First 'Alien Earth' May Be Found by 2014

Artist's Conception of Kepler-22b
This artist's conception illustrates Kepler-22b, a planet known to comfortably circle in the habitable zone of a sun-like star. (Image credit: NASA/Ames/JPL-Caltech)

The first true "alien Earth" will likely be discovered in the next two years, a NASA scientist says.

Astronomers have found more than 750 alien planets to date, and NASA's Kepler Space Telescope has flagged 2,300 additional "candidates" awaiting confirmation by follow-up studies. This haul has not yet included an Earth-like exoplanet — one that's the size of our planet and orbits at the right distance from its star to support liquid water and, possibly, life as we know it.

But that could change soon, according to Shawn Domagal-Goldman, a researcher at NASA Headquarters in Washington, D.C. who specializes in exoplanet biology.

"I believe Kepler will find a 'Goldilocks planet' within the next two years," Domagal-Goldman said in a statement. "We'll be able to point at a specific star in the night sky and say 'There it is — a planet that could support life!'" [Video: How to Find Earth's Alien Twin]

Studying a 'Goldilocks planet'

Some NASA officials appear to share Domagal-Goldman's optimism, for the agency is already looking into ways to study alien Earths once they're found.

It's difficult to investigate such worlds directly, since faraway Earth-size planets are small and faint, their dim light almost completely drowned out by the bright glare of their parent stars. But researchers are confident that an indirect approach, called transit spectroscopy, can reveal a lot about Goldilocks worlds.

This technique scrutinizes starlight that bounces off the atmosphere of an alien Earth on its way to our cosmic neighborhood. Such starlight carries a sort of fingerprint of the atmosphere, which astronomers can study to learn about the atmosphere's composition.

"The reflected light of an exoplanet tells its story," said Doug Hudgins, Kepler program scientist at NASA Headquarters.

New missions coming?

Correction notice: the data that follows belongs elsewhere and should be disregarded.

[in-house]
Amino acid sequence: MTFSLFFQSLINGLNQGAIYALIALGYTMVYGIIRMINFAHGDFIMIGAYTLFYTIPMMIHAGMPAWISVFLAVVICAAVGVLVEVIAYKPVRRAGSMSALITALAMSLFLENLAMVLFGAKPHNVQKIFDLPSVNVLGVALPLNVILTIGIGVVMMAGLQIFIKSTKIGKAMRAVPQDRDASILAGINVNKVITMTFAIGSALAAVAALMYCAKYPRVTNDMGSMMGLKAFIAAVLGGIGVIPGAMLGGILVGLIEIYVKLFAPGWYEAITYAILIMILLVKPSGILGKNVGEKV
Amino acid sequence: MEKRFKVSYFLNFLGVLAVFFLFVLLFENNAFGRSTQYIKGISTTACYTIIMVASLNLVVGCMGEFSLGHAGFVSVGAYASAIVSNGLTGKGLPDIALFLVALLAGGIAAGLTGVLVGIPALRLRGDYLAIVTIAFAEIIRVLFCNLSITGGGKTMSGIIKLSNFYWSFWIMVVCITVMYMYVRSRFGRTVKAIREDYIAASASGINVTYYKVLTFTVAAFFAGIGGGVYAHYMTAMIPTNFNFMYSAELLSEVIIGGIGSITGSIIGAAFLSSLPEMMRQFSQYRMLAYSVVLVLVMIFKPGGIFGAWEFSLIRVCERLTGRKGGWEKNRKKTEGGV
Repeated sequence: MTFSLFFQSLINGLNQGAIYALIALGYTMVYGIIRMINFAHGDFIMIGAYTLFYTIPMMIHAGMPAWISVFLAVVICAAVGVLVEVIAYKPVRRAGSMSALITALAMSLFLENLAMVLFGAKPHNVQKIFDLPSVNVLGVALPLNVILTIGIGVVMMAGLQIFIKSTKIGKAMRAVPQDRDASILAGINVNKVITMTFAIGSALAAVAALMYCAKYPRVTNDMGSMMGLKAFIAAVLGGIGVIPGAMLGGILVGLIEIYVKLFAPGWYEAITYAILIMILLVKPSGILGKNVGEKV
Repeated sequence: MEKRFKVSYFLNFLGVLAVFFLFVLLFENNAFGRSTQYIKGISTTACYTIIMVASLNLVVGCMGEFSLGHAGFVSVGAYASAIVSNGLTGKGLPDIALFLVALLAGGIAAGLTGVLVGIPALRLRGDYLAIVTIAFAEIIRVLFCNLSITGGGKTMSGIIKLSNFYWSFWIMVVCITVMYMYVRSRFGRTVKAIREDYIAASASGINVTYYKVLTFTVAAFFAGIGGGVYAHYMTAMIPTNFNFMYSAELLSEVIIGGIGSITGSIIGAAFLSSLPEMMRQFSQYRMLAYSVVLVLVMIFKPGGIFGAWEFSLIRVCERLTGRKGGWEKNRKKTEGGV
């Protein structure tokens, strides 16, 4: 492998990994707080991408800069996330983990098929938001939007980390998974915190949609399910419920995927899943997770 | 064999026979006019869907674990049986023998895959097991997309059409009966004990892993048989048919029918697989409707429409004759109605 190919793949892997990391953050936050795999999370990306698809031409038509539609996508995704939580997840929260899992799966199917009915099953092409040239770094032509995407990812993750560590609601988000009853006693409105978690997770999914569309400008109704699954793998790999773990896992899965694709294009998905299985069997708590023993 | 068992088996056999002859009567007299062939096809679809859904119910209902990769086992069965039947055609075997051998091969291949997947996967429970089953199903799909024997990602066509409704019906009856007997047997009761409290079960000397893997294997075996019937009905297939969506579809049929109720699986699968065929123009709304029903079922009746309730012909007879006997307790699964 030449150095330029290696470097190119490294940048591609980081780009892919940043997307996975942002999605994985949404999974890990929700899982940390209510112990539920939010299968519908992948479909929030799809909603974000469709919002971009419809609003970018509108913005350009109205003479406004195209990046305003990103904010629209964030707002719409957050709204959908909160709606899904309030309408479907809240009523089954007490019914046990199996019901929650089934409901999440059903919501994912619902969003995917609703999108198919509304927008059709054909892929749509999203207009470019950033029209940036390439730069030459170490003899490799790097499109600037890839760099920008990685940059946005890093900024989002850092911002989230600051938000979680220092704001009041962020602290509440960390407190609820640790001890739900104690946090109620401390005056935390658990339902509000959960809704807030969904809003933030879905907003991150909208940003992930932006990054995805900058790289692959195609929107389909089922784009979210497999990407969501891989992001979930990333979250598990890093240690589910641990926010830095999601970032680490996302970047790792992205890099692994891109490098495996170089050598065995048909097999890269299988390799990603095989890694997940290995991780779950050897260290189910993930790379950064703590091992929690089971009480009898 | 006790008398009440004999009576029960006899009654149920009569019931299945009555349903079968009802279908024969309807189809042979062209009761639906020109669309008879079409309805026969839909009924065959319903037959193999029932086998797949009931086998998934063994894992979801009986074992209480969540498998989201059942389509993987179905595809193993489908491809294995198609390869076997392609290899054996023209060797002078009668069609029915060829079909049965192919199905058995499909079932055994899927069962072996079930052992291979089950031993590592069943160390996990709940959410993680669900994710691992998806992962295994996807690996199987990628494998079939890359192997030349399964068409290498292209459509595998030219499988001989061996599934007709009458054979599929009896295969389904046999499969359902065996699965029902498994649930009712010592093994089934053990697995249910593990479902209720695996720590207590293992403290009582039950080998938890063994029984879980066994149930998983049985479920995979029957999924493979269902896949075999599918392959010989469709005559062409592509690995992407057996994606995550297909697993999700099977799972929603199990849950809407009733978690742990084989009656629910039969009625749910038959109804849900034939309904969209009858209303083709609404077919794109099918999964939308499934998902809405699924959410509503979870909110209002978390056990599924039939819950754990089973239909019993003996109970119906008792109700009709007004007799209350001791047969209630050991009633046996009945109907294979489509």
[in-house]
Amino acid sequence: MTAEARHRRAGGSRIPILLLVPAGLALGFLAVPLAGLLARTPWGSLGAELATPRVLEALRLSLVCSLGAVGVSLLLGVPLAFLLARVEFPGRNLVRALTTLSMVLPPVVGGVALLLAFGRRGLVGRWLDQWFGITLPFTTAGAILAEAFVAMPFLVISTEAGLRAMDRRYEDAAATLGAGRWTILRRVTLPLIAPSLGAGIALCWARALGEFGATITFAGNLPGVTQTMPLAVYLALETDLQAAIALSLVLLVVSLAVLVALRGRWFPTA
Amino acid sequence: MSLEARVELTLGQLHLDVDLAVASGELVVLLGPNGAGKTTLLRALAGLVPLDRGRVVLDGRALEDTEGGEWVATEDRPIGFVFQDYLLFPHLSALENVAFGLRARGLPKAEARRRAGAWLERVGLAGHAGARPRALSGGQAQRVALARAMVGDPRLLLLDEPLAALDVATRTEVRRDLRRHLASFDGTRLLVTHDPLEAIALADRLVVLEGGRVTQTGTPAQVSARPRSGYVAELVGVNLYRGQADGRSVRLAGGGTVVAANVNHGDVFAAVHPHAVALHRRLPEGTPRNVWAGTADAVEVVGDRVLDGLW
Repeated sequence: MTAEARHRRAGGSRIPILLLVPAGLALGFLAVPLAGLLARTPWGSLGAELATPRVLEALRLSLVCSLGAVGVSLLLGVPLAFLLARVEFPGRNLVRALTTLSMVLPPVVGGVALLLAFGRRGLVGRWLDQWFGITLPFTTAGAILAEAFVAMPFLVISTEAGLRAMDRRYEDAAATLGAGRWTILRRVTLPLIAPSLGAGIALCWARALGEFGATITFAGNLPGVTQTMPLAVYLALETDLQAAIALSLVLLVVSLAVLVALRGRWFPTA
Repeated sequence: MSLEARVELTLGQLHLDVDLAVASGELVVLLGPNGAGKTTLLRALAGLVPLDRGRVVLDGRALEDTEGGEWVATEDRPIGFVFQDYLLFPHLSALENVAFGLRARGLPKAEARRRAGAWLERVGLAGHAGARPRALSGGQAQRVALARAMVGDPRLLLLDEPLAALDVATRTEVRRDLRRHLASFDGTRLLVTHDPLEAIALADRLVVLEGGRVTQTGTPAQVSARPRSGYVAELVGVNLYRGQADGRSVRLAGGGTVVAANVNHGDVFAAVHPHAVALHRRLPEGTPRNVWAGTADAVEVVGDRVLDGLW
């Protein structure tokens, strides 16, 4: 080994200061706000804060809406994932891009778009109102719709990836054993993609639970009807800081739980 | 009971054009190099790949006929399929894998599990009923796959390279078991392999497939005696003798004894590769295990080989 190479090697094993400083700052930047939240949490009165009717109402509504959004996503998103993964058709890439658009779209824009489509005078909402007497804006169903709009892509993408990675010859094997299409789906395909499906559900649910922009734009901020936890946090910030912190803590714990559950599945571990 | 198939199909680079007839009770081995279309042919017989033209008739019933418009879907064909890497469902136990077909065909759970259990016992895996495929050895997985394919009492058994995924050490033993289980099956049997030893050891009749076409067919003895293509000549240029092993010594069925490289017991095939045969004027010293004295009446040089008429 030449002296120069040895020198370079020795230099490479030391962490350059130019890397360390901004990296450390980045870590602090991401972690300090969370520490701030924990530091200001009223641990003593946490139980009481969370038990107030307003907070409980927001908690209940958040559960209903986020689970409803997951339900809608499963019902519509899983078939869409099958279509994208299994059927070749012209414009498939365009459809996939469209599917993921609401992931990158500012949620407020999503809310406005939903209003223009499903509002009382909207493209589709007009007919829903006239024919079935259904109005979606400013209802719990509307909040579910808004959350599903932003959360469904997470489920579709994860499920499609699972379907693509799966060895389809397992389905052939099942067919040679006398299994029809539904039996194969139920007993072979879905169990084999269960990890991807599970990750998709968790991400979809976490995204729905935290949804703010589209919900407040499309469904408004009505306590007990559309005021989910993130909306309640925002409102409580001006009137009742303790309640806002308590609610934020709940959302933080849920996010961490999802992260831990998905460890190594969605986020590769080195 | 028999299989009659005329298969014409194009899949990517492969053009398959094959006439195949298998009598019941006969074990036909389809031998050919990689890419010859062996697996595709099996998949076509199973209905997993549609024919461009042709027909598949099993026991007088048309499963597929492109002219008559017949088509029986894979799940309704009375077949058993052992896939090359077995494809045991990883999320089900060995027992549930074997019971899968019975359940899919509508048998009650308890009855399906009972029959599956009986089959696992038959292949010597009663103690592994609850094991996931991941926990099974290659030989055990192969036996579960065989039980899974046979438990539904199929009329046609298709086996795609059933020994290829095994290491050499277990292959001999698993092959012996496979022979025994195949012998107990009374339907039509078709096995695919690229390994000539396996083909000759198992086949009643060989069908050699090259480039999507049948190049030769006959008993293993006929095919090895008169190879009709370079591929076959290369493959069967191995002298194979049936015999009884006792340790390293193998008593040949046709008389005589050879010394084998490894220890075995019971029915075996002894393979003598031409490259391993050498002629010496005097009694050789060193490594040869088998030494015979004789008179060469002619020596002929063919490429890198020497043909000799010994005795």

One new mission under consideration, called Finesse, uses the transit spectroscopy method. Finesse, which is short for "Fast INfrared Exoplanet Spectroscopy Survey Explorer," would measure the spectra of stars and their planets in two situations — once when the planet is in view, and again when it's hidden behind its star. 

The mission would be able to separate the planet's dim light from the star's blazing glare, revealing the composition of the planet's atmosphere in the process, researchers said.

NASA is also considering an observatory named Tess (Transiting Exoplanet Survey Satellite). Supported in part by Google, this mission is designed to find alien planets in our local galactic neighborhood. Tess would study hundreds of stars within 50 light-years of Earth, close enough to study in some detail.

"With better detectors and instruments designed to block the glare of the parent stars, these next-generation telescopes could not only find a Goldilocks planet, but also tell us what its atmosphere is made of, what sort of cloud cover graces its skies, and maybe even what the surface is like — whether oceans cover part of the globe, how much land there is, and so on," Hudgins said.

Domagal-Goldman expects big finds, and big surprises.

"We've found so many unexpected things about planets that now I expect to be amazed," he said. "When we can study a Goldilocks planet, I believe we'll discover something revolutionary about how life interacts with a planetary environment. Nature is so much more diverse than we anticipated."

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